What is a Cavitation?
Very simply, a cavitation is a “hole” in a bone. When dentists speak of cavitations they are speaking of areas of the jawbone where the bone has been infected and the body has attempted to wall off the infection. The end result is a semi-contained “bubble” of infectious bacteria, dead (necrotic) bone material, and other toxins. According to the “focal infection theory” this toxic sludge will slowly leak out (eventually), spreading to other areas of the body and can negatively impact the overall health of the patient. The difficulty lies in diagnosing these hidden areas of bacteriological infection.
Why do Cavitations develop in the jawbone?
It is believed that cavitations mainly develop as a direct result of incomplete healing from some form of trauma to the jawbone. There are many types of trauma that can begin this process. The list of such traumas may include tooth extractions, root canals, jaw surgery, and restorations (crowns or fillings) that are “left too high” and cause a mini-trauma with every bite. Other causes of cavitation formation are reduced or poor circulation in the jawbone, clotting disorders, and the use of steroids, blood clotting medications or some osteoporosis drugs. It has also been found that periodontal disease may increase the likelihood of a person developing a jawbone cavitation.
How do you diagnose a cavitation in my jawbone?
According to the medical / dental establishment and the insurance industry the only method of diagnosing a jawbone cavitation is to undergo explorative surgery of the suspected area. According to these groups all other methods of “diagnosis” are merely screening techniques that indicate likely areas of dead bone (cavitation), but not an actual diagnosis of the condition. Screening for cavitations through x-ray readings can be difficult because they are rarely readily visible. Most often they show up only as very subtle differentiations in the texture pattern of the bone.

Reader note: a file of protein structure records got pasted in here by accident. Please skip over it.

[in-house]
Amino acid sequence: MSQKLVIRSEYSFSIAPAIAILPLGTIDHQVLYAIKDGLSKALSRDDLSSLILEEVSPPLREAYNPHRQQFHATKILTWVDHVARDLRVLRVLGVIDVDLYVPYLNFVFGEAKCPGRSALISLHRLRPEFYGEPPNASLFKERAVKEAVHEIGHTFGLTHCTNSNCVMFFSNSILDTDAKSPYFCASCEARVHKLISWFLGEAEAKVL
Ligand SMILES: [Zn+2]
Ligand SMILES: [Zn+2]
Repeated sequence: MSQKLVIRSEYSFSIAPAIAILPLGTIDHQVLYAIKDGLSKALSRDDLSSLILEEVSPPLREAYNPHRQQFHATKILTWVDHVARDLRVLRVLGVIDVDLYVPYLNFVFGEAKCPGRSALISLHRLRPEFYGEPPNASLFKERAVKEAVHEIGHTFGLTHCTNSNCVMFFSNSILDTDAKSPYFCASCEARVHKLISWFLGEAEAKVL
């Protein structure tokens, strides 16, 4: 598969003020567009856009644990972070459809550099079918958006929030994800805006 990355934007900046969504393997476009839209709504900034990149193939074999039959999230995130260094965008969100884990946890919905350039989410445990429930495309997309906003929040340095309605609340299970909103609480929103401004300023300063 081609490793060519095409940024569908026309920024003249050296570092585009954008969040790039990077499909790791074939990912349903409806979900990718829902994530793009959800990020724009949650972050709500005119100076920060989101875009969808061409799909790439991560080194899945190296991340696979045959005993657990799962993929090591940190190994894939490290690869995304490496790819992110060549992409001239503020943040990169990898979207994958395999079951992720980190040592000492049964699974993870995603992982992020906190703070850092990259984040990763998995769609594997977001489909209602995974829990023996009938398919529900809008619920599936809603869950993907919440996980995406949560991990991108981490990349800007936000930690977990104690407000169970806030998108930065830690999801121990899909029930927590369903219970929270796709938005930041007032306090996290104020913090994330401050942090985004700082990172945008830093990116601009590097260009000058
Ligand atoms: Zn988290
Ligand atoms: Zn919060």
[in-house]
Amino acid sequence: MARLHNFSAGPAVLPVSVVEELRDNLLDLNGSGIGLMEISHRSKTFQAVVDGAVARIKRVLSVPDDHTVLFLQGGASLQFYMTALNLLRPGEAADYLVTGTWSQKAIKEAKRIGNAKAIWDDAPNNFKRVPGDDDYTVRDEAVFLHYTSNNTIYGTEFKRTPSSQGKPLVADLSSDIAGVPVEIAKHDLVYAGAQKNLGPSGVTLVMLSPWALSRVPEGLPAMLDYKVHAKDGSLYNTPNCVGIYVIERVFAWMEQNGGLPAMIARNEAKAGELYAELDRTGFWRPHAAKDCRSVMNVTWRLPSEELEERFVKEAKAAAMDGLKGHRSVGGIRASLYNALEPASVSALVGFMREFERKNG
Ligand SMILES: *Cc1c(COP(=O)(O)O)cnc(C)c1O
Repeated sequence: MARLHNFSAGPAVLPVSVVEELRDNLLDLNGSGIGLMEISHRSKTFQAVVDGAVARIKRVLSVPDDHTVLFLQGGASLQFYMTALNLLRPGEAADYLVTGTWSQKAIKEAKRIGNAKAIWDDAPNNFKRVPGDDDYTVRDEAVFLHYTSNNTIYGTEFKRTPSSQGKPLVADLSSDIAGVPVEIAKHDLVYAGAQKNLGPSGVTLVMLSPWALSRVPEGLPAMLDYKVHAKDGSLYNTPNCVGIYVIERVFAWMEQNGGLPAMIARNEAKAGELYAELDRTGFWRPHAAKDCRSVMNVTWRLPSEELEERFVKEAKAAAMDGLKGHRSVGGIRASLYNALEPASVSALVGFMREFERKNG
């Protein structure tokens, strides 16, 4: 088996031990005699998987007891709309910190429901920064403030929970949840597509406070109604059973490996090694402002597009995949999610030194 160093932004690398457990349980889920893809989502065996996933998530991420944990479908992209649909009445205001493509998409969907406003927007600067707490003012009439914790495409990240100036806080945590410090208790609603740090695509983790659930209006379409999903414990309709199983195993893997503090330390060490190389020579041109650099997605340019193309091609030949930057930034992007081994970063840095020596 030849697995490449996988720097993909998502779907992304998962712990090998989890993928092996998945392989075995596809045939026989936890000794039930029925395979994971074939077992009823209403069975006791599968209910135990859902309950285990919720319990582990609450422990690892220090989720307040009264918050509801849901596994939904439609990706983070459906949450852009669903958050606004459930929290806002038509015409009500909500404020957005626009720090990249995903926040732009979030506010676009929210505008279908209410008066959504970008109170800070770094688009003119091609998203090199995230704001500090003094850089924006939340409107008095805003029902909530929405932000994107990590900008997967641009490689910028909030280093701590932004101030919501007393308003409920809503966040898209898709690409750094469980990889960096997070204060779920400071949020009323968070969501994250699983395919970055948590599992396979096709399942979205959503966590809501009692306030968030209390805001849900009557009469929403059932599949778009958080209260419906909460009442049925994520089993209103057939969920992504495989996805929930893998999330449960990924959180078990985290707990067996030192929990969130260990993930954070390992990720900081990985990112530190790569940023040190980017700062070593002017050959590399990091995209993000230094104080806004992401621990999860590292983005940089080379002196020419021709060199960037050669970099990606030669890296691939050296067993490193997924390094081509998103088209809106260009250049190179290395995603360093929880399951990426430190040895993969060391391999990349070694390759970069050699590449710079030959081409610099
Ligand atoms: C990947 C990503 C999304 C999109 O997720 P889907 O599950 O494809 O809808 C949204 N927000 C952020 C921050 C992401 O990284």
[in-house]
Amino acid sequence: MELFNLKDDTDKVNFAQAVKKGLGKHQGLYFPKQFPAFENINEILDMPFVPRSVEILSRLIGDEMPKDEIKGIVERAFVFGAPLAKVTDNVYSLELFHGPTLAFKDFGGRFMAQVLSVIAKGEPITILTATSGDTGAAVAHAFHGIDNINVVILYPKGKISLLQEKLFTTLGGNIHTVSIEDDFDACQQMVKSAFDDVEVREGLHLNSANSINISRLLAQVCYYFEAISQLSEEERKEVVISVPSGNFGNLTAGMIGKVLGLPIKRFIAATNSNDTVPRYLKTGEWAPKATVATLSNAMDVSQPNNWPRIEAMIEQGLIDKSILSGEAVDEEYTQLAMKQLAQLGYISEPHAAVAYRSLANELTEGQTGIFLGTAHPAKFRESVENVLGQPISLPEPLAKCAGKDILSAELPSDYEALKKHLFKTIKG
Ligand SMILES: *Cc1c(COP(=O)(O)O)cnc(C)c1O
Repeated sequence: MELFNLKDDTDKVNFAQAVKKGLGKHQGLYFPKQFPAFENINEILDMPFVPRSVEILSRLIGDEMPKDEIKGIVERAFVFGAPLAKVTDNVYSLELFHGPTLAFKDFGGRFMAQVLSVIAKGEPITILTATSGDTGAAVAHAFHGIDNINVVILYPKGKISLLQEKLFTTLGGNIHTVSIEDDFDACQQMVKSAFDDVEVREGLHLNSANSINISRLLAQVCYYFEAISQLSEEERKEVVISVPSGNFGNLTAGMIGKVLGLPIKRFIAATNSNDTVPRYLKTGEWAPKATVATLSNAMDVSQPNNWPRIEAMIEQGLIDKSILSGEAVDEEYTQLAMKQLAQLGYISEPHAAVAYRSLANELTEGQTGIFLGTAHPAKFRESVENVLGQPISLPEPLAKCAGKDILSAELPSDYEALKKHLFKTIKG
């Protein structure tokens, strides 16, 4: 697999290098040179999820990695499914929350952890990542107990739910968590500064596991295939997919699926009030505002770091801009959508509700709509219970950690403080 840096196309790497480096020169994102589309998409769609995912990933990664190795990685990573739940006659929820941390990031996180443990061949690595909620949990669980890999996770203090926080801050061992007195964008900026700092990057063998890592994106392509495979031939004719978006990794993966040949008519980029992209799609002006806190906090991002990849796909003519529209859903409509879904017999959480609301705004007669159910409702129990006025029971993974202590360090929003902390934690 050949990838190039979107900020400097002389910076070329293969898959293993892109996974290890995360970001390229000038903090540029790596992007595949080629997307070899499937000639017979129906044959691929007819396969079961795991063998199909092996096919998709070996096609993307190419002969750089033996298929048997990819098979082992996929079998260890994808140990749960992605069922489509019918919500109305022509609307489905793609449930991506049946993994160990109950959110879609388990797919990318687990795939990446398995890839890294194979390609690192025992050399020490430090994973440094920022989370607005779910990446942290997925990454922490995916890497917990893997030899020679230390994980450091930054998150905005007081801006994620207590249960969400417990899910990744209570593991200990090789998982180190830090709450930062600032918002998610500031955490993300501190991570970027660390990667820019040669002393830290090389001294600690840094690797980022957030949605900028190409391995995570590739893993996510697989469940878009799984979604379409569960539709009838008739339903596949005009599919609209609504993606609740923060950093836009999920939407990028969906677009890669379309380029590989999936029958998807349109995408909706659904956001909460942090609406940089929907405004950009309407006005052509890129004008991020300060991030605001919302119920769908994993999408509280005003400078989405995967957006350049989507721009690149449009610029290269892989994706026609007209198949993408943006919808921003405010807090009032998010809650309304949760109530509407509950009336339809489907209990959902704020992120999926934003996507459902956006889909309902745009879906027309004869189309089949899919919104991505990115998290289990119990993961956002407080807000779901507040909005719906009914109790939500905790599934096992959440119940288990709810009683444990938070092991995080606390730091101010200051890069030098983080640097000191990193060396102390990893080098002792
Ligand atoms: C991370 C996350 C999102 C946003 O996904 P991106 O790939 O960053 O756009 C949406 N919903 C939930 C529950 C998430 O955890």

Why is this so? Osteonecrosis (Cavitations) is a disease of the marrow spaces of bone and 40% to 50% of such bone must be destroyed before changes can be seen on x-rays. Therefore, x-rays will likely be interpreted as normal unless (1) there’s a significant amount of bony destruction or (2) the doctor is specifically looking for possible areas where the health of the jawbone may have been compromised.
There are other ways to discover likely cavitation sites (screen for them). For example, they will sometimes cause pain when the area is lightly stroked or when pressure is applied. CT scans and Thermography scans are also useful in helping find potential cavitation sites; however these are not recognized as a diagnostic devices capable of diagnosing cavitations. Therefore, the patient must assimilate all the evidence and decide how they want to proceed with treatment.
What are the treatment options for an area diagnosed as having a cavitation?
Each patient’s treatment choice will be different depending on his/her needs and desires. Recommendations can range from oral surgery, ozone and laser therapy, homeopathic care or no treatment at all. To make an informed decision regarding which is most appropriate, considerable research into each option should be done, as each option has its own set of pros and cons.
Internet Resources about Cavitations…
Research: Dental Cavitations and Health
Whole Body Dentistry author Dr. Mark Breiner – Overview, Further information… Part 1, Part 2,
Susan Stockton has written several books covering holistic dentistry and here she defines cavitations.
Susan Stockton talks about cavitations and treatment priorities.
Therapuetic options involving ozone: Whole Body Dentistry – about halfway down the page